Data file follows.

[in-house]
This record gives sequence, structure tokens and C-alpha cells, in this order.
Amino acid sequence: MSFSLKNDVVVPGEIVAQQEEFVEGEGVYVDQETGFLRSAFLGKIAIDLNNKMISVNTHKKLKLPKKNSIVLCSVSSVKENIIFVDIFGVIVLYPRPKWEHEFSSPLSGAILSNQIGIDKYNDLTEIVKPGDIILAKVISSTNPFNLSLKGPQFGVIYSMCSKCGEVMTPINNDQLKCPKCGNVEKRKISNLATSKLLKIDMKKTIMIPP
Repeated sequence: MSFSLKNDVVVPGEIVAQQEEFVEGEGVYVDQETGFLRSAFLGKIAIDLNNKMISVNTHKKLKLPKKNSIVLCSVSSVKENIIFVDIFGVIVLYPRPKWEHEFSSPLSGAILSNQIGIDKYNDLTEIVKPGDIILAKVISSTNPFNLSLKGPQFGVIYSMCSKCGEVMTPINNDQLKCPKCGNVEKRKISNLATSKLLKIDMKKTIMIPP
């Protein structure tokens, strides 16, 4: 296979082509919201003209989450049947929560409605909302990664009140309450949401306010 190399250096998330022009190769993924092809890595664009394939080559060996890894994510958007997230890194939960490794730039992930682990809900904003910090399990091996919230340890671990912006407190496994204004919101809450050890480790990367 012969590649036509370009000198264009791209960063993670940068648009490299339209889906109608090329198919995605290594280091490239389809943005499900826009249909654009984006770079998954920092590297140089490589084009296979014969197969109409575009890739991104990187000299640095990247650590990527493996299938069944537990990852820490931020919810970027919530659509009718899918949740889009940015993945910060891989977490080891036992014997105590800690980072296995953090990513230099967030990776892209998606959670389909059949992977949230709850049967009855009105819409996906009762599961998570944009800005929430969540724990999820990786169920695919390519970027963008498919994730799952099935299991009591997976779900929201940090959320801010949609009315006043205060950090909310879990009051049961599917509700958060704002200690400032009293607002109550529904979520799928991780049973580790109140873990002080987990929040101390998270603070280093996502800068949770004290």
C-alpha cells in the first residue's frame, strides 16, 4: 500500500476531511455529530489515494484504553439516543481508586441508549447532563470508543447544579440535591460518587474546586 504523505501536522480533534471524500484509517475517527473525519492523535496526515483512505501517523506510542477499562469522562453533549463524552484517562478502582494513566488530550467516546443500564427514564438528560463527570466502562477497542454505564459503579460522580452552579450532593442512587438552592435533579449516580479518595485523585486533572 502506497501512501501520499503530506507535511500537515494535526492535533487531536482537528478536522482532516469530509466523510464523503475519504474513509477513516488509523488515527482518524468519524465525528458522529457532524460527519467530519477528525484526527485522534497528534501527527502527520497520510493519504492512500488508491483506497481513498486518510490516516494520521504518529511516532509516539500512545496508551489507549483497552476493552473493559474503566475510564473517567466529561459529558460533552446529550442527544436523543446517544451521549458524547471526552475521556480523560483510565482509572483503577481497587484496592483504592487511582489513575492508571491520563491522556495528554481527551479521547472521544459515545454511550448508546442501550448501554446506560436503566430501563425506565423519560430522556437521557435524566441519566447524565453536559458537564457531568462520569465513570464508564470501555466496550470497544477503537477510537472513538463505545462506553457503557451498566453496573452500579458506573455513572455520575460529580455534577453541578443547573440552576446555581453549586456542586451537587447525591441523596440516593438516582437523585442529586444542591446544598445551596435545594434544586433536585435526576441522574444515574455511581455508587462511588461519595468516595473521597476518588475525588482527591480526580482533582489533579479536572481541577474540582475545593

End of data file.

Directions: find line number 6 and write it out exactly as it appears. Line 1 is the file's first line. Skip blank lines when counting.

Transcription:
C-alpha cells in the first residue's frame, strides 16, 4: 500500500476531511455529530489515494484504553439516543481508586441508549447532563470508543447544579440535591460518587474546586 504523505501536522480533534471524500484509517475517527473525519492523535496526515483512505501517523506510542477499562469522562453533549463524552484517562478502582494513566488530550467516546443500564427514564438528560463527570466502562477497542454505564459503579460522580452552579450532593442512587438552592435533579449516580479518595485523585486533572 502506497501512501501520499503530506507535511500537515494535526492535533487531536482537528478536522482532516469530509466523510464523503475519504474513509477513516488509523488515527482518524468519524465525528458522529457532524460527519467530519477528525484526527485522534497528534501527527502527520497520510493519504492512500488508491483506497481513498486518510490516516494520521504518529511516532509516539500512545496508551489507549483497552476493552473493559474503566475510564473517567466529561459529558460533552446529550442527544436523543446517544451521549458524547471526552475521556480523560483510565482509572483503577481497587484496592483504592487511582489513575492508571491520563491522556495528554481527551479521547472521544459515545454511550448508546442501550448501554446506560436503566430501563425506565423519560430522556437521557435524566441519566447524565453536559458537564457531568462520569465513570464508564470501555466496550470497544477503537477510537472513538463505545462506553457503557451498566453496573452500579458506573455513572455520575460529580455534577453541578443547573440552576446555581453549586456542586451537587447525591441523596440516593438516582437523585442529586444542591446544598445551596435545594434544586433536585435526576441522574444515574455511581455508587462511588461519595468516595473521597476518588475525588482527591480526580482533582489533579479536572481541577474540582475545593